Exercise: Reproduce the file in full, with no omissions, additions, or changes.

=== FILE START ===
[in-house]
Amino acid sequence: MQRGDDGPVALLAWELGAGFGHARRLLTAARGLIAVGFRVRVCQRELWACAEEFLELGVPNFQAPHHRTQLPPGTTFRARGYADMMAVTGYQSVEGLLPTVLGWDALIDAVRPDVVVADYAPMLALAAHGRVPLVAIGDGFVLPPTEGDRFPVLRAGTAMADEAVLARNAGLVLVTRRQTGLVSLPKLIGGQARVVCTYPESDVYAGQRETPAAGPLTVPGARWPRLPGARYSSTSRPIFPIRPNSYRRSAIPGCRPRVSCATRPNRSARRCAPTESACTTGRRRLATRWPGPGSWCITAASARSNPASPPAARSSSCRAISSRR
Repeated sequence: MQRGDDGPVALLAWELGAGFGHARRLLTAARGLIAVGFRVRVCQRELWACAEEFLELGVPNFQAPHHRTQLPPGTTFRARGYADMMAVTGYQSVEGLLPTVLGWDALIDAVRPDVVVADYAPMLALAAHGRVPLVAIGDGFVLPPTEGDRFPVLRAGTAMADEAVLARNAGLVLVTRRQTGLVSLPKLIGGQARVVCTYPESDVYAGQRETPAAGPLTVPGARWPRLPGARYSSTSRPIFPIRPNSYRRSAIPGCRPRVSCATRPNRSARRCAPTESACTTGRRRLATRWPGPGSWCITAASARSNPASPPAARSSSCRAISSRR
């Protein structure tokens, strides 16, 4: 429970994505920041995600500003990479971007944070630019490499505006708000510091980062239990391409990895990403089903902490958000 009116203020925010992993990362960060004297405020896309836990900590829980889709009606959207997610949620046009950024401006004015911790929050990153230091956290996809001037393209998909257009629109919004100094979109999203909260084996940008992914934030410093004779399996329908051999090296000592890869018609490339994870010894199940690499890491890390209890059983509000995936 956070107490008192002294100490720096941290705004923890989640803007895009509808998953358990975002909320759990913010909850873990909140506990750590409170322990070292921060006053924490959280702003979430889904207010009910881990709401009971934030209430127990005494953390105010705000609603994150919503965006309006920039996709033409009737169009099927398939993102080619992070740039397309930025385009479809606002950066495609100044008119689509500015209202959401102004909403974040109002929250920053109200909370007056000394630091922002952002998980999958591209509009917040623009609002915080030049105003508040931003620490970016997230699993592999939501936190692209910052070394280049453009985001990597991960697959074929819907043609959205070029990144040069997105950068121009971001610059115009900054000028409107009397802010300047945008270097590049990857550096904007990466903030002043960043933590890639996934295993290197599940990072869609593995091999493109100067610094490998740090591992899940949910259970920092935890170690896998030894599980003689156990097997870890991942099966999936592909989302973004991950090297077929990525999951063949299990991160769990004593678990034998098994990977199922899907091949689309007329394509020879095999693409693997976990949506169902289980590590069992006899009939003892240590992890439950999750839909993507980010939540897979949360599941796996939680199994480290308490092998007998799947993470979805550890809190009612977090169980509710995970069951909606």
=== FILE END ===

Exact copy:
[in-house]
Amino acid sequence: MQRGDDGPVALLAWELGAGFGHARRLLTAARGLIAVGFRVRVCQRELWACAEEFLELGVPNFQAPHHRTQLPPGTTFRARGYADMMAVTGYQSVEGLLPTVLGWDALIDAVRPDVVVADYAPMLALAAHGRVPLVAIGDGFVLPPTEGDRFPVLRAGTAMADEAVLARNAGLVLVTRRQTGLVSLPKLIGGQARVVCTYPESDVYAGQRETPAAGPLTVPGARWPRLPGARYSSTSRPIFPIRPNSYRRSAIPGCRPRVSCATRPNRSARRCAPTESACTTGRRRLATRWPGPGSWCITAASARSNPASPPAARSSSCRAISSRR
Repeated sequence: MQRGDDGPVALLAWELGAGFGHARRLLTAARGLIAVGFRVRVCQRELWACAEEFLELGVPNFQAPHHRTQLPPGTTFRARGYADMMAVTGYQSVEGLLPTVLGWDALIDAVRPDVVVADYAPMLALAAHGRVPLVAIGDGFVLPPTEGDRFPVLRAGTAMADEAVLARNAGLVLVTRRQTGLVSLPKLIGGQARVVCTYPESDVYAGQRETPAAGPLTVPGARWPRLPGARYSSTSRPIFPIRPNSYRRSAIPGCRPRVSCATRPNRSARRCAPTESACTTGRRRLATRWPGPGSWCITAASARSNPASPPAARSSSCRAISSRR
């Protein structure tokens, strides 16, 4: 429970994505920041995600500003990479971007944070630019490499505006708000510091980062239990391409990895990403089903902490958000 009116203020925010992993990362960060004297405020896309836990900590829980889709009606959207997610949620046009950024401006004015911790929050990153230091956290996809001037393209998909257009629109919004100094979109999203909260084996940008992914934030410093004779399996329908051999090296000592890869018609490339994870010894199940690499890491890390209890059983509000995936 956070107490008192002294100490720096941290705004923890989640803007895009509808998953358990975002909320759990913010909850873990909140506990750590409170322990070292921060006053924490959280702003979430889904207010009910881990709401009971934030209430127990005494953390105010705000609603994150919503965006309006920039996709033409009737169009099927398939993102080619992070740039397309930025385009479809606002950066495609100044008119689509500015209202959401102004909403974040109002929250920053109200909370007056000394630091922002952002998980999958591209509009917040623009609002915080030049105003508040931003620490970016997230699993592999939501936190692209910052070394280049453009985001990597991960697959074929819907043609959205070029990144040069997105950068121009971001610059115009900054000028409107009397802010300047945008270097590049990857550096904007990466903030002043960043933590890639996934295993290197599940990072869609593995091999493109100067610094490998740090591992899940949910259970920092935890170690896998030894599980003689156990097997870890991942099966999936592909989302973004991950090297077929990525999951063949299990991160769990004593678990034998098994990977199922899907091949689309007329394509020879095999693409693997976990949506169902289980590590069992006899009939003892240590992890439950999750839909993507980010939540897979949360599941796996939680199994480290308490092998007998799947993470979805550890809190009612977090169980509710995970069951909606």